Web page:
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Oil Industry

Volume 450: debated on Friday 20 October 2006

To ask the Secretary of State for Trade and Industry what proportion of the UK’s Compulsory Stocking Obligations for crude oil and refined products were held overseas through bilateral agreements in 2005; and with which countries the UK has a bilateral agreement on Compulsory Stocking Obligations for crude oil and refined products. (95079)

[holding answer 19 October 2006]: At 31 December 2005 the UK held 12.3 million tonnes equivalent of crude oil and refined products towards its oil stocking obligations of 11.3 million tonnes. Of this, 1.7 million tonnes, or some 15 per cent., were held overseas under bilateral agreements.

The UK has formal bilateral agreements with Ireland, Sweden and the Netherlands. We have negotiated a formal agreement with Denmark which will be signed later this year, and are negotiating formal agreements with Finland and Belgium. We also have informal agreements with Belgium and France.

To ask the Secretary of State for Trade and Industry what assessment he has made of the costs to (a) UK oil refiners, (b) fuel suppliers delivering above 100,000 tonnes and (c) consumers of fuel of the removal of the UK derogation on the compulsory stocking obligation provided by EU Directive 2006/67/EC. (95384)

EU member states are required to hold oil stocks equal to 90 days’ consumption, for use in the event of disruption of global oil supplies. The UK, as a producer, has a derogation reducing its obligation by 25 per cent. and therefore currently has an obligation to hold stocks equal to 67.5 days’ consumption. As UK production declines, the derogation will be phased out. This will be a gradual process. We expect the full 25 per cent. derogation to continue until UK crude oil production falls below 25 per cent. of refinery demand, which on current trends will be between 2010 and 2015, and the full 90 days’ obligation to be reached when UK production ends. We have not estimated the precise cost to the parties mentioned, but the overall cost of complying with the obligation will increase over time by some 33 per cent. and following a public consultation we are working with industry on a new basis for our stocking system which will ensure that the UK can continue to meet its obligations in future.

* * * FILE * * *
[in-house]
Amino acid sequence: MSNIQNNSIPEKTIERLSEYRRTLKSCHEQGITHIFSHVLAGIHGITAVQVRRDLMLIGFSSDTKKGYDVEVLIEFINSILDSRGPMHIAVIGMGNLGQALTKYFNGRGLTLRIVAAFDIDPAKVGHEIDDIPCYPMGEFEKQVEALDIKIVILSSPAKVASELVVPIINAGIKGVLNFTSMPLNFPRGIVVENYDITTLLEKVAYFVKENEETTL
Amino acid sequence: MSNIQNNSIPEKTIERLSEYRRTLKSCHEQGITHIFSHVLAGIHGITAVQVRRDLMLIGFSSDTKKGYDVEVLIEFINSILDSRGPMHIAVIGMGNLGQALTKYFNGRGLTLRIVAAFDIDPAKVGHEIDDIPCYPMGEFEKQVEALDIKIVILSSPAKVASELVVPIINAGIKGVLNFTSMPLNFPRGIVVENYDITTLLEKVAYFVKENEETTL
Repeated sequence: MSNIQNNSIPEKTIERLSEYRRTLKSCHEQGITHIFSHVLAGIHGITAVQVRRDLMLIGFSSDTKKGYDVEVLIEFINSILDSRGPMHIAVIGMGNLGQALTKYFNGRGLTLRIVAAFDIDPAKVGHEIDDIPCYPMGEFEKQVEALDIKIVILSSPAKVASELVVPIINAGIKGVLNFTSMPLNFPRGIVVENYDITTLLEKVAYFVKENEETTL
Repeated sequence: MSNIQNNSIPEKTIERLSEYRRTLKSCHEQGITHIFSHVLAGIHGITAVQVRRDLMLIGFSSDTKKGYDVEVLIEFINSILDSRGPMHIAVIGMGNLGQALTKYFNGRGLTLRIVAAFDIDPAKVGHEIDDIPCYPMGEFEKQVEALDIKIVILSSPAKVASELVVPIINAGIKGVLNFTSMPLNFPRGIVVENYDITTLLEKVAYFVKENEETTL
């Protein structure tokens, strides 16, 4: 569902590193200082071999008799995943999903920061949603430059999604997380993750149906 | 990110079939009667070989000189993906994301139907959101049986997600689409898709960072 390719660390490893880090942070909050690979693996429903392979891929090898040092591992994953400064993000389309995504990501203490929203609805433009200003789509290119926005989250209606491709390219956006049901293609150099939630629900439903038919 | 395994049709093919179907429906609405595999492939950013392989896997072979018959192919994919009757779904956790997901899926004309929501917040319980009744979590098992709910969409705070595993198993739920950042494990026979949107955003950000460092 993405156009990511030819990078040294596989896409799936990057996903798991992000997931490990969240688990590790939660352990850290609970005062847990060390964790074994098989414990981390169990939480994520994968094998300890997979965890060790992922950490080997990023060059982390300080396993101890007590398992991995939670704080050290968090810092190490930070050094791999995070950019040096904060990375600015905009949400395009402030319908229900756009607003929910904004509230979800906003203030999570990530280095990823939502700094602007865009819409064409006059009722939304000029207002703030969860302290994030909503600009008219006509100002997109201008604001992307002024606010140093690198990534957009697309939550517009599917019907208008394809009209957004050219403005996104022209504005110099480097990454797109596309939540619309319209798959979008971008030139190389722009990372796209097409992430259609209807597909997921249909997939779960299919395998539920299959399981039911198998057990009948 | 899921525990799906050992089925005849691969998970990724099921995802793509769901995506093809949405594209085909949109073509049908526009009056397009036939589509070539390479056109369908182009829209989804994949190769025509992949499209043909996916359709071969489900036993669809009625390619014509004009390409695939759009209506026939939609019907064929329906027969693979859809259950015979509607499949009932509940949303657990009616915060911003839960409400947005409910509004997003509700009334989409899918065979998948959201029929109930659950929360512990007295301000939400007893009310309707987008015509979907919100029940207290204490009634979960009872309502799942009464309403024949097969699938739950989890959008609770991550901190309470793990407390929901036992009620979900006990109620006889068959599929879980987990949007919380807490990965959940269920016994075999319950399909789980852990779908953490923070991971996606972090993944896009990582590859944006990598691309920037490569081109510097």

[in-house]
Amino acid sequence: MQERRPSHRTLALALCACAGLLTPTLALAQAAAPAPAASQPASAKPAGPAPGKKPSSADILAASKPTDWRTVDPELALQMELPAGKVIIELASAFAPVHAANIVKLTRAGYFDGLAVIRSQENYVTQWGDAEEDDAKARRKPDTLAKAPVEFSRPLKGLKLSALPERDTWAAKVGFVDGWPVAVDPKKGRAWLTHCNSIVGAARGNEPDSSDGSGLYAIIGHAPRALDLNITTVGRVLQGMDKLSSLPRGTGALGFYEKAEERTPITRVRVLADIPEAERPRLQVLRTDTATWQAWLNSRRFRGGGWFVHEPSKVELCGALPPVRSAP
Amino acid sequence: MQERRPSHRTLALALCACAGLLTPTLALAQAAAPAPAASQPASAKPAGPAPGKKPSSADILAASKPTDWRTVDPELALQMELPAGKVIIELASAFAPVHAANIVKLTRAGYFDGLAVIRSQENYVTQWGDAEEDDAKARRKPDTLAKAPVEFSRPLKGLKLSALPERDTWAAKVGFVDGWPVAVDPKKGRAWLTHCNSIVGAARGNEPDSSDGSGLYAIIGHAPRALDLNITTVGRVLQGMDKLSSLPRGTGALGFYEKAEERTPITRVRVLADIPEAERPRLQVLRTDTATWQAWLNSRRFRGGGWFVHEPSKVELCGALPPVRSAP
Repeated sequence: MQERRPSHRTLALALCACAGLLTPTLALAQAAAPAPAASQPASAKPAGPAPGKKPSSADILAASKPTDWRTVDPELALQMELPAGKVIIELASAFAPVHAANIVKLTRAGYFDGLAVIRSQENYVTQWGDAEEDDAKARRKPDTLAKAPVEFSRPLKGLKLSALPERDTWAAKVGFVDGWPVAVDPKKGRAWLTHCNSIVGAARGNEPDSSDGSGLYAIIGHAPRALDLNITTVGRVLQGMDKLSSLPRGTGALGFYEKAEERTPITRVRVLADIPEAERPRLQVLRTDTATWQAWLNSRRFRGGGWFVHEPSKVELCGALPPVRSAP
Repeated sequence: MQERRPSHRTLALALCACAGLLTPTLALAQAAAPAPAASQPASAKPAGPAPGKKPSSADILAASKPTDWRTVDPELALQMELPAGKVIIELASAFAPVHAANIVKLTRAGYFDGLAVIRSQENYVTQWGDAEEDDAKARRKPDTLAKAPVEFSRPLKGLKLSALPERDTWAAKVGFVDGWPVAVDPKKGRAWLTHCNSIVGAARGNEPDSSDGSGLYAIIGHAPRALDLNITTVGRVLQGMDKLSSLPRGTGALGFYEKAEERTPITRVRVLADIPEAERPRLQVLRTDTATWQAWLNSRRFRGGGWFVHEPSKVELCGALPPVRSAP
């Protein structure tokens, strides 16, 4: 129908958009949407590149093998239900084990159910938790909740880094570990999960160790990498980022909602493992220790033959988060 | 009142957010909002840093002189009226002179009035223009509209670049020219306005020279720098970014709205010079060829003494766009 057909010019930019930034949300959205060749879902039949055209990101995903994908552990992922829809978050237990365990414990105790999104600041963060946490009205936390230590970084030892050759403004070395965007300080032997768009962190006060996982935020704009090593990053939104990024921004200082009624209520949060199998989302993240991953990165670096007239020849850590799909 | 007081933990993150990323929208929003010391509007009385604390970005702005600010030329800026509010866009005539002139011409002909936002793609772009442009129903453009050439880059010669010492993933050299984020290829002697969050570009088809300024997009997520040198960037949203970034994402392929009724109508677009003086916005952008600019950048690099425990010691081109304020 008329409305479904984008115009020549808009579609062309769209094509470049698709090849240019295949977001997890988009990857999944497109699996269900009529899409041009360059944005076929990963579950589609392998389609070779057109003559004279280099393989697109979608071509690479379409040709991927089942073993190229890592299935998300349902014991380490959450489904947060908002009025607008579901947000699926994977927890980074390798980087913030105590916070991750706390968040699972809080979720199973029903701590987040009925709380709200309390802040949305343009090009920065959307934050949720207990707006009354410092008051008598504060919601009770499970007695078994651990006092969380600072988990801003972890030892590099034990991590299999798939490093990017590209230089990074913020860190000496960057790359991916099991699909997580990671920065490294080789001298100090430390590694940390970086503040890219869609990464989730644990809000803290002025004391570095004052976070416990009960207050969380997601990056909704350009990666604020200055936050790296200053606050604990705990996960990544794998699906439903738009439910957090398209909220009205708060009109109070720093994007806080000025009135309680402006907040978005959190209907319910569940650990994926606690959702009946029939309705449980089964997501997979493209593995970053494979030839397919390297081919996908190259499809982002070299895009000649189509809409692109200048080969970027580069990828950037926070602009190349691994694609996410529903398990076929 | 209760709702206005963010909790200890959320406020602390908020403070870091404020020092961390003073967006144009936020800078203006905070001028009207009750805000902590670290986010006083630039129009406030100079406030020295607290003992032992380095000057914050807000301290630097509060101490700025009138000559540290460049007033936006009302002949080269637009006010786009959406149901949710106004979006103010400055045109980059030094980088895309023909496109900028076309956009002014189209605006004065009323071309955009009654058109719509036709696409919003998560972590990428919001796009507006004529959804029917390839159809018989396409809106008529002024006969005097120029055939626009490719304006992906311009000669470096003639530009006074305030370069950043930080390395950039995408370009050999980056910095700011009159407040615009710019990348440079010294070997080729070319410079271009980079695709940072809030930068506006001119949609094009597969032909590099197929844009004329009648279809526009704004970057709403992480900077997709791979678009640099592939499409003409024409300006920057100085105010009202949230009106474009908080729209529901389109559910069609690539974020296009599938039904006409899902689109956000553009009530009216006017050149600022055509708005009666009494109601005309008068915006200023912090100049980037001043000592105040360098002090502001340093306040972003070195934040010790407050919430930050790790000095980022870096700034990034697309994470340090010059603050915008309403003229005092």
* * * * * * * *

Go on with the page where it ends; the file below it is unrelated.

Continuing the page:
To ask the Secretary of State for Trade and Industry what effect the UK’s status as a net importer of crude oil has on the UK derogation on the compulsory stocking obligation provided by EU Directive 2006/67/EC; and when he expects the derogation to be removed. (95472)

The UK derogation reducing by 25 per cent. its EU obligation to hold oil stocks for use in the event of disruption of global oil supplies is based on its status as a producer, not as a net exporter. We expect the full derogation to continue until UK crude oil production falls below 25 per cent. of refinery demand, which on current trends will be between 2010 and 2015, and the full 90 days’ obligation to be reached when UK production ends.

Once we become a net importer of crude oil and oil products combined the UK will also have an obligation to hold stocks as a member of the International Energy Agency. Countries with EU and IEA obligations can use the same stocks to meet both obligations. EU obligations are based on consumption and IEA obligations on net imports, and meeting both obligations will not involve a net increase beyond the increase in the EU obligation until towards the end of UK production.